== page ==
The Ford Foundation’s Tanya Coke ’94 talks about her work fighting racial injustice

Tanya Coke ’94, now director of the Ford Foundation’s gender, racial, and ethnic justice team, recalls that when she grew up as a Jamaican immigrant just outside Columbus, Ohio, she was one of only a few Black students in her school. “I felt the weight of racial difference acutely in my growing up,” she says. Her father, an artist and architect, was very interested in Black liberation movements spreading across the globe in the 1960s and 1970s, she says, and home was a place where racial injustice and how to address it was regularly discussed. From her early work as a criminal defender to her current position as a leading voice in the nonprofit sector, addressing racial injustice remains the driving force of Coke’s career.

Tanya Coke
Coke

At NYU Law, Coke was a Root-Tilden Scholar and editor-in-chief of the Law Review. After graduation, she clerked for Judge Pierre Leval on the US Court of Appeals for the Second Circuit, and then worked as a trial attorney for the Legal Aid Society for three years. Moving into a more policy-oriented position, Coke became program director for criminal justice at the Open Society Foundations, later serving as a program manager at the US Human Rights Fund and then a senior consultant for Atlantic Philanthropies. In 2016, Coke was teaching public policy and researching issues surrounding the school-to-prison pipeline at John Jay College of Criminal Justice at the City University of New York when Ford Foundation President Darren Walker asked her to head up the organization’s criminal justice portfolio. In 2018, Coke also began overseeing Ford Foundation’s grantmaking to advance gender and reproductive justice and end the harsh treatment of immigrants.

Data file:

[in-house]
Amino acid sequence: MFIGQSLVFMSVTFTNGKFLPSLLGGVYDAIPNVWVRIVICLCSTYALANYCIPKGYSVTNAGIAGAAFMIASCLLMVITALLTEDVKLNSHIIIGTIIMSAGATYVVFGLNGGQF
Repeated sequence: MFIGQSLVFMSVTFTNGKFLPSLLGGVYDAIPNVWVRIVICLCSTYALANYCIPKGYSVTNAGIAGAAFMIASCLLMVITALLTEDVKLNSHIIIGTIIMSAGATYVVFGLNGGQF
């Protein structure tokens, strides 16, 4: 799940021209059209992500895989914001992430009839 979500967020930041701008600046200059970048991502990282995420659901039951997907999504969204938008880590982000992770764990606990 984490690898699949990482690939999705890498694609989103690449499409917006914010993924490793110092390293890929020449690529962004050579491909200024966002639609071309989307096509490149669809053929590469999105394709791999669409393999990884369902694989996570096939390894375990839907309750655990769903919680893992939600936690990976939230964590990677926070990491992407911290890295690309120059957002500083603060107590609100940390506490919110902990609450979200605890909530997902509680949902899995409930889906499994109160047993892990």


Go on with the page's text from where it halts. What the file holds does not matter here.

In this Q&A, Coke talks about her career in civil rights, from the courtroom to helming criminal justice initiatives for one of the largest grantmaking organizations in the country.

How did you decide to pursue a career in the law?

My first job out of college was working with the NAACP's Legal Defense Fund (LDF). I was a research assistant in LDF’s criminal justice project, which focused on challenging the modern death penalty as a legacy of lynching from the post-Reconstruction and Jim Crow eras. I can remember reading transcripts of capital trials that were less than 50 pages long. Trials that took less than a day to start and finish. That, I think, really made me want to be a lawyer in the courtroom, fighting for racial justice and for due process rights so that people could get a fairer shake in our justice system.

Were there any experiences from Law School that you found particularly significant?

The Root-Tilden Program was a wonderful home and grounding for public interest students like me. Every Monday night we had fascinating speakers from different areas of social justice, talking with us about their careers.

I also had so many wonderful mentors at NYU. My first-year Lawyering course with Peggy Cooper Davis and Tony Amsterdam was probably one of the best classes I took in all of law school. I learned important skills like client interviewing and negotiation in that course that have served me well my entire career. I took Derrick Bell’s upper-level seminar and in my third year became a research assistant for him on his Race, Racism and American Law textbook. He became a dear friend and mentor and was just a hugely empathetic guiding light through my whole career until he died in 2011.

How did you decide to transition from litigation to working in the nonprofit sector?